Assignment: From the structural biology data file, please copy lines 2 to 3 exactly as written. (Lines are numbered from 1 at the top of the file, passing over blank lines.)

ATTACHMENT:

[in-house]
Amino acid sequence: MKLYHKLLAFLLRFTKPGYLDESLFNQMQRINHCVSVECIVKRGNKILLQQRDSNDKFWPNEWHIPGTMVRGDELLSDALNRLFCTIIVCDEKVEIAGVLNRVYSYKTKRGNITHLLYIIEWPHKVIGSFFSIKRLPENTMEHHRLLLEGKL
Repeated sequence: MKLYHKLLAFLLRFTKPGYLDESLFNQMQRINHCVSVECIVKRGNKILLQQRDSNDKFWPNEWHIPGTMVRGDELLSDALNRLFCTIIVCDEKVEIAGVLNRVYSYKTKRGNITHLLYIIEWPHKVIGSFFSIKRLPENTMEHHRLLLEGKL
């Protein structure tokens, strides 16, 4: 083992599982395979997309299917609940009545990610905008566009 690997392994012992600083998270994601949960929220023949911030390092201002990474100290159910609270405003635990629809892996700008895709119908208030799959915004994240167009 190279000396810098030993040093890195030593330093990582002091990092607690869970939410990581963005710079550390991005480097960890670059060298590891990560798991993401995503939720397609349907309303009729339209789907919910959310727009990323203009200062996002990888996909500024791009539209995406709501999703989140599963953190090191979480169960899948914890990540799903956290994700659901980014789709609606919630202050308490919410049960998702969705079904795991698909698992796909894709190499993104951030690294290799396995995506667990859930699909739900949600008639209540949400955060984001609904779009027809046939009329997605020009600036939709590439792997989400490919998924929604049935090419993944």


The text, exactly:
Amino acid sequence: MKLYHKLLAFLLRFTKPGYLDESLFNQMQRINHCVSVECIVKRGNKILLQQRDSNDKFWPNEWHIPGTMVRGDELLSDALNRLFCTIIVCDEKVEIAGVLNRVYSYKTKRGNITHLLYIIEWPHKVIGSFFSIKRLPENTMEHHRLLLEGKL
Repeated sequence: MKLYHKLLAFLLRFTKPGYLDESLFNQMQRINHCVSVECIVKRGNKILLQQRDSNDKFWPNEWHIPGTMVRGDELLSDALNRLFCTIIVCDEKVEIAGVLNRVYSYKTKRGNITHLLYIIEWPHKVIGSFFSIKRLPENTMEHHRLLLEGKL